Verizon Says Customers Expect Fewer In-Home Internet Installations Due To Social Distancing

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Chris White Tech Reporter
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Verizon is pulling back on in-home internet installations and visits to reduce the continued spread of coronavirus, a company spokesman told the Daily Caller News Foundation on Tuesday.

“We are minimizing our in-home installation work to critical needs to keep our employees and customers safe and to reduce the spread of COVID-19,” Verizon spokesman David Weissmann said.

Verizon’s move came as major telecommunications companies work to keep the United States online. The announcement came as a surprise to Defense One Executive Director Kevin Baron, who broke the news about the move on Twitter.

Defense One is a digital outlet providing national security analysis. 

“As of last night a major change apparently, their website says they are ‘minimizing installations for the safety of our customers and employees,” he noted, adding: “Agent tells me next date for a house call: November 30, 2020.”


A picture shows the Amazon logo at the entrance area of the Amazon logistics centre in Lauwin-Planque, northern France, on March 4, 2019. (DENIS CHARLET/AFP/Getty Images)

Baron said Verizon gave him the runaround when he attempted to increase his home internet speeds. (RELATED: Verizon Launches 5G In Chicago And Minneapolis)

“I’m sure now 1000s of home and businesses are in dire straits. I’ll manage with what I have, trying to stay connected like everyone else. But my lord, how is America’s internet connection not considered as essential as power/water/gas in a lock-down pandemic,” he told followers.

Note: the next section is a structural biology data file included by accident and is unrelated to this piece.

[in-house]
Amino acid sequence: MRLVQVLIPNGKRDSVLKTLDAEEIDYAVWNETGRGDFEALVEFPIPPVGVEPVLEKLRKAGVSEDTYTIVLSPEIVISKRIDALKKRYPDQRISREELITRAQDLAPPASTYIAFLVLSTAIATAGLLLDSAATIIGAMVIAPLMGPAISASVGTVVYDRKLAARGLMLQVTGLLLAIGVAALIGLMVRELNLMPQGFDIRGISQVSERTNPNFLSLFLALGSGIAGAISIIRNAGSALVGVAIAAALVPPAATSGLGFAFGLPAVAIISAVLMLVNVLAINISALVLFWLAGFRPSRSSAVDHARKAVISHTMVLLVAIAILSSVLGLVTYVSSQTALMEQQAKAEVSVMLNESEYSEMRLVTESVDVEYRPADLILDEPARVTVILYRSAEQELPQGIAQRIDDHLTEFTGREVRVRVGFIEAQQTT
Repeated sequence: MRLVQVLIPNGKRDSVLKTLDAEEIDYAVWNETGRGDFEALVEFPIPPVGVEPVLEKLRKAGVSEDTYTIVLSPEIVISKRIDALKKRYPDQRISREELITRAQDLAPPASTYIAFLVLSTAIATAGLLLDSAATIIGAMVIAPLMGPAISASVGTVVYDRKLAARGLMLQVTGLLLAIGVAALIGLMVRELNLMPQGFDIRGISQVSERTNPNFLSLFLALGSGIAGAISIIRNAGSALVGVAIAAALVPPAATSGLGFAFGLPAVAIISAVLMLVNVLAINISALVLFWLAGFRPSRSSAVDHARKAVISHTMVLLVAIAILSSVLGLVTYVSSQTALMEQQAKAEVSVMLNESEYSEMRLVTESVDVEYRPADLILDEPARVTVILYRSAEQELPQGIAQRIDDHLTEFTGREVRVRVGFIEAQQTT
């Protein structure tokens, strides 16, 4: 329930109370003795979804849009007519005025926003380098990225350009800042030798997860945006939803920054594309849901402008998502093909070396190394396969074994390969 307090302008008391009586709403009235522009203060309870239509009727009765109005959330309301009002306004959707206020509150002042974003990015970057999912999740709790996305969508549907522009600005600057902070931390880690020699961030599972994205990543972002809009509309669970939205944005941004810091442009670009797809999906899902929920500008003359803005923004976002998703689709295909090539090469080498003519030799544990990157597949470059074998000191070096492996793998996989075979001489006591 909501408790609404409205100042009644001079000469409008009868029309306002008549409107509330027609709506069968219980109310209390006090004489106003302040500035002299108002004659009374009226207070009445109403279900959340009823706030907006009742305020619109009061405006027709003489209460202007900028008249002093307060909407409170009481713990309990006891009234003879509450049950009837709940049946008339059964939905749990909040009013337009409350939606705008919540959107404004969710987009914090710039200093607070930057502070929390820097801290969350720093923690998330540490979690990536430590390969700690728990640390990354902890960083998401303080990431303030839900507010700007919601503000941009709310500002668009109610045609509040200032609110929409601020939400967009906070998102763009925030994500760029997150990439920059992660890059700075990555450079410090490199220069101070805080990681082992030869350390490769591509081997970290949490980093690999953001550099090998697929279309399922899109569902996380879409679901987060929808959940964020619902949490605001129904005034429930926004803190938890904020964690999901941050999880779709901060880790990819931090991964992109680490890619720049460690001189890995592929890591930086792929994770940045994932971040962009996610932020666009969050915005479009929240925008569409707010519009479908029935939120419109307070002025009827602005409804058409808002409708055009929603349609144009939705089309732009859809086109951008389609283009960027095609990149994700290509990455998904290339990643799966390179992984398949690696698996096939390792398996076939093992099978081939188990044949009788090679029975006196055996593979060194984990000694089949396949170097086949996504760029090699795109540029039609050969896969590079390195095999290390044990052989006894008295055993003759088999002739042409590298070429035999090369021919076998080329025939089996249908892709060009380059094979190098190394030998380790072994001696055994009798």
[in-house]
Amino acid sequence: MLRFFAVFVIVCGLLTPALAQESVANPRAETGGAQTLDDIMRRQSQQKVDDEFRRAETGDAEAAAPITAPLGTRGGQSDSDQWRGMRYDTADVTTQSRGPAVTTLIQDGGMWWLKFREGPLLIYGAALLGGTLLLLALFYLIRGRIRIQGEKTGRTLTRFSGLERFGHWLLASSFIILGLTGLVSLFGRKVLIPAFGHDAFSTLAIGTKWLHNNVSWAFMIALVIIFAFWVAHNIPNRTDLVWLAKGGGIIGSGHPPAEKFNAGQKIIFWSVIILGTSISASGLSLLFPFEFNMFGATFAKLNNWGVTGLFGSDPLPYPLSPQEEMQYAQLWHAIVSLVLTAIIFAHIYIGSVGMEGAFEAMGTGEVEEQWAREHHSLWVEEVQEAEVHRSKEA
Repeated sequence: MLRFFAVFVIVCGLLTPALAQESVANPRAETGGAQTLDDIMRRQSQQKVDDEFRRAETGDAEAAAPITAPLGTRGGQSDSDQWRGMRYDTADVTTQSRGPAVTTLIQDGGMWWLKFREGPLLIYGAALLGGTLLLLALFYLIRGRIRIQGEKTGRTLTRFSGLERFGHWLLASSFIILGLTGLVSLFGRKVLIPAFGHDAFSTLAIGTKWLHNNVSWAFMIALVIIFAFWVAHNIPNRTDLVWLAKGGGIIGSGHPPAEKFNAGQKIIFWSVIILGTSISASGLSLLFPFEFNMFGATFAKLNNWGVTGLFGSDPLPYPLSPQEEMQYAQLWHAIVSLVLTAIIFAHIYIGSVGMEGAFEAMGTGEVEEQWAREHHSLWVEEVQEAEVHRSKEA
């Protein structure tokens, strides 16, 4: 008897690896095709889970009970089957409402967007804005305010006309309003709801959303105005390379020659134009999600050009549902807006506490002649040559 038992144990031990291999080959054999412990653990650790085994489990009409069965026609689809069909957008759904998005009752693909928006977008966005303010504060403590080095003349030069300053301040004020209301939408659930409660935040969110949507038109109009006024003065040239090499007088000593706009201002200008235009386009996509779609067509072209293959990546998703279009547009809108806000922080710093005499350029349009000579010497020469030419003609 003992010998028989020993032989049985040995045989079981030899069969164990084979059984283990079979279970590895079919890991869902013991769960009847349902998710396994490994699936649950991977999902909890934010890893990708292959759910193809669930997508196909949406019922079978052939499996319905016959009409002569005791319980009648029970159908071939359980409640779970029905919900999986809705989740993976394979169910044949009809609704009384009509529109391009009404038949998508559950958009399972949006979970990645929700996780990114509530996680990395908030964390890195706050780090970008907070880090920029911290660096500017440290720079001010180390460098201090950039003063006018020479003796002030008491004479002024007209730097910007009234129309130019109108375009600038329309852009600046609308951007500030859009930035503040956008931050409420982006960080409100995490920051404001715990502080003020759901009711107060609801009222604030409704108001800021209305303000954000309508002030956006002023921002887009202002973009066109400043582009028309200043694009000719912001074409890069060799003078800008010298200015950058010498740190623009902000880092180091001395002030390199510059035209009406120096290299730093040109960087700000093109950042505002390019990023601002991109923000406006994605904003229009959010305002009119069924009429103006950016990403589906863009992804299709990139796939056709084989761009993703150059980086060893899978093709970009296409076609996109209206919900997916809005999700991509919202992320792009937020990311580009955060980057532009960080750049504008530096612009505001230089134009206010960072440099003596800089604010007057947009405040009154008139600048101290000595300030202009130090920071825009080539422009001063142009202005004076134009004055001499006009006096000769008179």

Customers can self-install, which requires Verizon to mail people the equipment, or they can pick it up at one of the company’s Fios Locations, according to the Verizon website. However, many of the stores are working on reduced schedules as the company tries to prevent the virus spread.

Internet connections are staying steady so far, according to some analysts.

“The performance of the networks up to now doesn’t give any indication that we’re going to be in that type of situation,” Federal Communications Commissioner Brendan Carr told Axios Monday. “There’s nothing in the current traffic patterns and traffic flows that suggest that.”

Carr was referring to Netflix, YouTube and Amazon’s decision to reduce their bandwidth usage in Europe as demand skyrocket thanks to more people working from home. Other analysts share Carr’s optimism.

“We’re having to go out and do some augmentation of networks, and so we’re sending our employees out to get that done, but right now, the network is performing quite well,” AT&T CEO Randall Stephenson, said Sunday on CNN’s “Reliable Sources.”

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